The Athens, Wisconsin organic farm finds ways to grow while remaining a local, family business.
by Mitchell A. Skurzewski
Source: Stoney Acres Farm
ATHENS — Tony Schultz returned to Athens to find it much different than when he was in school. He was coaching the Athens junior varsity basketball team when something struck him.
“When I grew up and went to grade school, half the kids in my class were 50-cow, dairy-farm kids,” Schultz said. “When I came back from college (in 2004), one player from a team of 30 was from a farm like mine. I find that sad.”
Schultz, along with his wife, Kat Becker, decided to take back at least part of the countryside with Stoney Acres Farm. In 2006 they bought the 120-acre farm, which is located about eight miles northwest of Athens, and sold community-supported agriculture or CSA shares. In the farm’s second year of doing CSAs in 2008, they doubled shares from 72 customers to 145. Business has grown steadily from there.
Schultz and Becker grow more than 170 varieties of fruits and vegetables, raise 100 percent grass-fed cattle, meat and egg chickens and pastured pigs. They grow mushrooms, tap maple syrup and most recently, in 2012, added a weekly pizza night. With the growth of their farm’s business and other ventures such as Wausau’s winter farmers market, cooking classes, a pumpkin pick and barn dance, Schultz and Becker have become faces of the organic movement in central Wisconsin and one of the most well-known organic farms in Wisconsin.
Some of Stoney Acres’ customers are large wholesale accounts, like the Wausau restaurant Red Eye and the organic grocery store Downtown Grocery. Recently Schultz and Becker added County Market of Medford, the main grocery store near Athens and Medford, to their growing list.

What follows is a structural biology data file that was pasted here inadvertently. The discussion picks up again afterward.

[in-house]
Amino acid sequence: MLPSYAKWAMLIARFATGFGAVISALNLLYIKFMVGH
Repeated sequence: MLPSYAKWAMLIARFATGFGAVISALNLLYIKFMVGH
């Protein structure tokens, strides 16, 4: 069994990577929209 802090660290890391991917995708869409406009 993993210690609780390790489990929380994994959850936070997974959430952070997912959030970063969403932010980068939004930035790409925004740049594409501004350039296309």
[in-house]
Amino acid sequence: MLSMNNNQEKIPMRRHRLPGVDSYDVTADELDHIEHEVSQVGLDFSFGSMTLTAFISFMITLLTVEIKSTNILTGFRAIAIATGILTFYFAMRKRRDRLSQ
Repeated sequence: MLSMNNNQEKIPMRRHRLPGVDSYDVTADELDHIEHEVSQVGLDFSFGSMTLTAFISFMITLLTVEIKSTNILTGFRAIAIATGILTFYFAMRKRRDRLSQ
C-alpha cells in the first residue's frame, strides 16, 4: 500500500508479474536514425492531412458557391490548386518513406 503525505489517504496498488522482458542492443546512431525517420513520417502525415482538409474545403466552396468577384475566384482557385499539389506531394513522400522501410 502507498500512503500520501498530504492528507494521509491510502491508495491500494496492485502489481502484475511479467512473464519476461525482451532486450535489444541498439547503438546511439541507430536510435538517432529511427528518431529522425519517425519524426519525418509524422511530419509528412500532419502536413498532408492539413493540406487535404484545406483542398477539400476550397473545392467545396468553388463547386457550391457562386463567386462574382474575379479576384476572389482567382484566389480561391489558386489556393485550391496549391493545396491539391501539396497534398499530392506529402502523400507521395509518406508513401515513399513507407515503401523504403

“(County Market) said ‘We will buy as many vegetables from you as you want,’ which is kind of intimidating to us, but at the same time I feel really honored by them saying ‘Oh you have a good reputation, sell us vegetables,’” Schultz said. “We will work on that next year. They got to us in April and May when we had a lot of our planning done.”
As the business grows, though, Schultz said he does not want to lose sight of the vision he and his wife brought to farming when they started.
“We don’t want to be too big. We want to be a family farm, and by that I mean (a farm) where we provide the majority of the labor,” Schultz said.
Schultz and Becker, who have three two sons, Riley, 7, and Ted, 5, and a 1-year-old daughter, Maple, are hopeful not just for their farm’s success, but also for the organic movement as a whole to have success.
“Ideologically we want to be organic farmers, because we feel like the organic movement has provided a space for family farms,” Becker said. “We don’t feel competitive with other
The consolidation of family farms also has turned people to organic, Becker said, and Stoney Acres has capitalized on the opportunity. Becker said that Perdue Farms, a major chicken-processing company, owns a large portion of the market and three beef packers control a huge portion of the market.young organic farmers.”
Schultz and Becker have made it their mission to create and maintain “a healthy, diversified organic family farm, where we sell everything locally.”
“That consolidation violates a lot of basic American values,” Becker said. “If that was true in any other industry, people would be up in arms. I think what’s happened in agriculture is that the government hasn’t regulated it, so people have taken it into their own hands to find out where there food is from and where it’s being produced.”
A connection to customers
One reason behind the success of Stoney Acres is the close relationship between Schultz and Becker and their customers. At various times during the year, customers can pick strawberries, tomatoes, raspberries and pumpkins. They encourage people to visit their farm and they hold three family-centered farm events, including a pancake breakfast, barn dance and fall pumpkin pick and pie event for CSA members.
The biggest event at Stoney Acres, however, takes place weekly and is open to the public: Friday pizza nights with pizzas made by wood-fired pizza oven and during which visitors can explore the 120-acre farm.
The pizza includes veggies, sausage (Schultz and Becker raise Berkshire pigs) and crust made from the farm’s wheat and ground into flour.